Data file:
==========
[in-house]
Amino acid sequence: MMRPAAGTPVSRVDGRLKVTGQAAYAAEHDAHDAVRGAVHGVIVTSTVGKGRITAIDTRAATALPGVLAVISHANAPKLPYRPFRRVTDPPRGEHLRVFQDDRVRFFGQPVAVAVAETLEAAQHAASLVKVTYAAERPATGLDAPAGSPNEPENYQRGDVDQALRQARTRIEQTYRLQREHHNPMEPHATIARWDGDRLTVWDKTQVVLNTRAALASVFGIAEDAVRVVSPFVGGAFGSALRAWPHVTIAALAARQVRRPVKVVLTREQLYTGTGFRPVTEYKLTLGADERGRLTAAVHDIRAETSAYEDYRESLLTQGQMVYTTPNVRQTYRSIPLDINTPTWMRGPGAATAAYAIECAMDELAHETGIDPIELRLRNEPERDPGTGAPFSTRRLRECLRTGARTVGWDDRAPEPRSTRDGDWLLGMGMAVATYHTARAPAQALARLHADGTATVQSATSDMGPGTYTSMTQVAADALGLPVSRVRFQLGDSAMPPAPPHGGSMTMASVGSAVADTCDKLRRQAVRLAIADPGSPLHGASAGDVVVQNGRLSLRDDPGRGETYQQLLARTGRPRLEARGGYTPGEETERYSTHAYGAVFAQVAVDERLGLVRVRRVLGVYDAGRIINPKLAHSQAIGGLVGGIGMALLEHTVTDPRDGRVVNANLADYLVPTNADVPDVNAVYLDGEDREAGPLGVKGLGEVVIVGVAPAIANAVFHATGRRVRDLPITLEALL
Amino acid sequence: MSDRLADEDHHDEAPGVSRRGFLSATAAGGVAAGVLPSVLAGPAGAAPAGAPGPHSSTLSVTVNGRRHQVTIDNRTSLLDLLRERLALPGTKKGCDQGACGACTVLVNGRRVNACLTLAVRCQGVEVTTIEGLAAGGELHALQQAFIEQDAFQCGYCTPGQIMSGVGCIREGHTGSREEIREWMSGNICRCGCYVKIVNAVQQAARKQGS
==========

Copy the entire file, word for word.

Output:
[in-house]
Amino acid sequence: MMRPAAGTPVSRVDGRLKVTGQAAYAAEHDAHDAVRGAVHGVIVTSTVGKGRITAIDTRAATALPGVLAVISHANAPKLPYRPFRRVTDPPRGEHLRVFQDDRVRFFGQPVAVAVAETLEAAQHAASLVKVTYAAERPATGLDAPAGSPNEPENYQRGDVDQALRQARTRIEQTYRLQREHHNPMEPHATIARWDGDRLTVWDKTQVVLNTRAALASVFGIAEDAVRVVSPFVGGAFGSALRAWPHVTIAALAARQVRRPVKVVLTREQLYTGTGFRPVTEYKLTLGADERGRLTAAVHDIRAETSAYEDYRESLLTQGQMVYTTPNVRQTYRSIPLDINTPTWMRGPGAATAAYAIECAMDELAHETGIDPIELRLRNEPERDPGTGAPFSTRRLRECLRTGARTVGWDDRAPEPRSTRDGDWLLGMGMAVATYHTARAPAQALARLHADGTATVQSATSDMGPGTYTSMTQVAADALGLPVSRVRFQLGDSAMPPAPPHGGSMTMASVGSAVADTCDKLRRQAVRLAIADPGSPLHGASAGDVVVQNGRLSLRDDPGRGETYQQLLARTGRPRLEARGGYTPGEETERYSTHAYGAVFAQVAVDERLGLVRVRRVLGVYDAGRIINPKLAHSQAIGGLVGGIGMALLEHTVTDPRDGRVVNANLADYLVPTNADVPDVNAVYLDGEDREAGPLGVKGLGEVVIVGVAPAIANAVFHATGRRVRDLPITLEALL
Amino acid sequence: MSDRLADEDHHDEAPGVSRRGFLSATAAGGVAAGVLPSVLAGPAGAAPAGAPGPHSSTLSVTVNGRRHQVTIDNRTSLLDLLRERLALPGTKKGCDQGACGACTVLVNGRRVNACLTLAVRCQGVEVTTIEGLAAGGELHALQQAFIEQDAFQCGYCTPGQIMSGVGCIREGHTGSREEIREWMSGNICRCGCYVKIVNAVQQAARKQGS